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When Will We Get To Know The 'Real' Mitt Romney?

With his big win in the Florida primary and an expected solid showing in Saturday's Nevada caucus, former Massachusetts Gov. Mitt Romney is regaining his front-runner status for the Republican presidential nomination.

Despite his time as governor, his previous presidential run and quite a few years in the spotlight, a question still remains: Who is Mitt Romney?

To some, Romney personifies the corporate raider; the cold, calculating chief executive. But people who have worked with Romney speak much differently of him.

"He is the most capable person I've known," says Geoff Rehnert, a former colleague at Bain Capital. "He is a guy who wakes up at 6 in the morning and goes [until] midnight, and has tremendous energy, tremendous intellect and ability to focus on the detail — ability to go see the big picture."

But even among those who have known Romney, like Rehnert, very few can say they really know him well.

"He doesn't have a lot of idle time for hanging out," Rehnert says. "He's not a guy who lounges around, puts his feet up on the couch, and you know, kind of goes on cruise control while he sips a beer. The guy is going hard."

Romney The Man

Boston Globe reporters Michael Kranish and Scott Helman wanted to build a deeper profile of Romney. In their new book, The Real Romney, they explain why they believe he lacks a bit of the common touch.

Kranish tells weekends on All Things Considered host Guy Raz that Romney grew up in a series of "bubbles" — from his upbringing in a wealthy neighborhood in Michigan, to his time as a Mormon missionary, and then on to Harvard and working in private equity. Kranish says these were all very insular and elite worlds.

"He did not run, for example, for the city council; he wasn't a mayor," Kranish says. "So he's not the sort of glad-handing politician with the common touch in that way. That's really not who he is. Now, running for president, he needs to show that he can connect."

In the book, the authors write:

"He has little patience for idle chatter or small talk, little interest in mingling at cocktail parties, at social functions or even in the crowded hallway."

Now, this seems like an impediment for someone who wants to be in politics. But it's not a new problem for Romney, Helman tells Raz, recalling Romney's stiffness on the campaign trail when he ran for the U.S. Senate in 1994. He lost that race to incumbent Ted Kennedy, but he still went on to have a political career when he was elected governor of Massachusetts in 2002.

"Today ... he continues to make these comments that just suggest he does not know how to connect with people," Helman says.

Romney The Mormon

Much has been said of Mitt Romney's Mormon faith and his leadership position within the church, but not by the man himself. Romney directs questions on doctrine to the church, and has often said that he is not a Mormon spokesperson, Kranish says.

But the Mormon church has been, and continues to be, central in Romney's life. As Kranish describes it, "it's not just a place you go on Sundays." It's your social life, and it informs your cultural values, he says — and it takes up a big percentage of your week.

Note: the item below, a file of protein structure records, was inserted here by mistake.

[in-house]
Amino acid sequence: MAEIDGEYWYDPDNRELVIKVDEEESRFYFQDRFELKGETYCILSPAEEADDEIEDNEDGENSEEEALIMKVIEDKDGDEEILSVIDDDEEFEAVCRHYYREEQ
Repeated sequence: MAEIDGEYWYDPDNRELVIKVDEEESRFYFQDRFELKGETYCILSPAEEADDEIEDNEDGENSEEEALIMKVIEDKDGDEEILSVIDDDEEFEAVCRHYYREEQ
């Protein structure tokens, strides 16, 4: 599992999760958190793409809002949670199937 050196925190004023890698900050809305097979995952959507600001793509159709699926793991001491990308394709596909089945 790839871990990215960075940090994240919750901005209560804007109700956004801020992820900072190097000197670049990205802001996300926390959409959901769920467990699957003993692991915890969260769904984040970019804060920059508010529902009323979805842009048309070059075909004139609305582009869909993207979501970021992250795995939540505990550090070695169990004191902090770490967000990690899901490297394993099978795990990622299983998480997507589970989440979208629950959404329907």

"Yet, Mitt Romney clearly is uncomfortable talking about his faith in a really significant way," Kranish says. "And so I think one result of that is people feel they don't fully know him because he's not sharing this big part of himself."

Kranish says it feels unfair to hold Romney to a different standard than someone running for office who held a leadership position in a Catholic or Episcopalian church, for example. But he says that if Romney wins the nomination, his faith will be an issue.

"You can't understand him without understanding his faith, and yet, he more or less walls that off from view," he says. "I think it will be fascinating, assuming he is the nominee, to watch how that happens in the general election."

Romney The Politician

Though Romney doesn't talk much about his time as governor of Massachusetts while he's on the campaign trail, Kranish says Romney can point to some successes that show he can work with Democrats across the aisle if need be — most notably the health care legislation he passed in 2006.

"This was a major achievement that remains popular, and by most measures pretty successful in terms of achieving near-universal coverage [in Massachusetts]," he says.

Romney came in as an outsider when he became governor, and Kranish says he thinks that's how the former governor would approach the presidency if he were to win.

"[As] somebody who is not beholden to special interests or does not have long-term relationships with lobbyists or other lawmakers," Kranish says. "He comes in as the CEO: He's going to take charge, and he's going to lay out an agenda and push it through."

The picture painted of Romney in Kranish and Helman's book seems to be of a somewhat detached person — or at least someone who really only opens up to his closest friends. But does that really matter? Both Kranish and Helman say it matters a lot for someone hoping to be president.

"If you're very reserved and yet running for president, those two things tend to be a disconnect," Kranish says. "It's one of his greatest challenges."

Presidents find themselves in all sorts of situations where they have to be able to connect with people, and know what to say to them.

"I think it's critical that if he were to win, that he be able to figure that out," says Helman, "because I do think it's a critical part of leadership."

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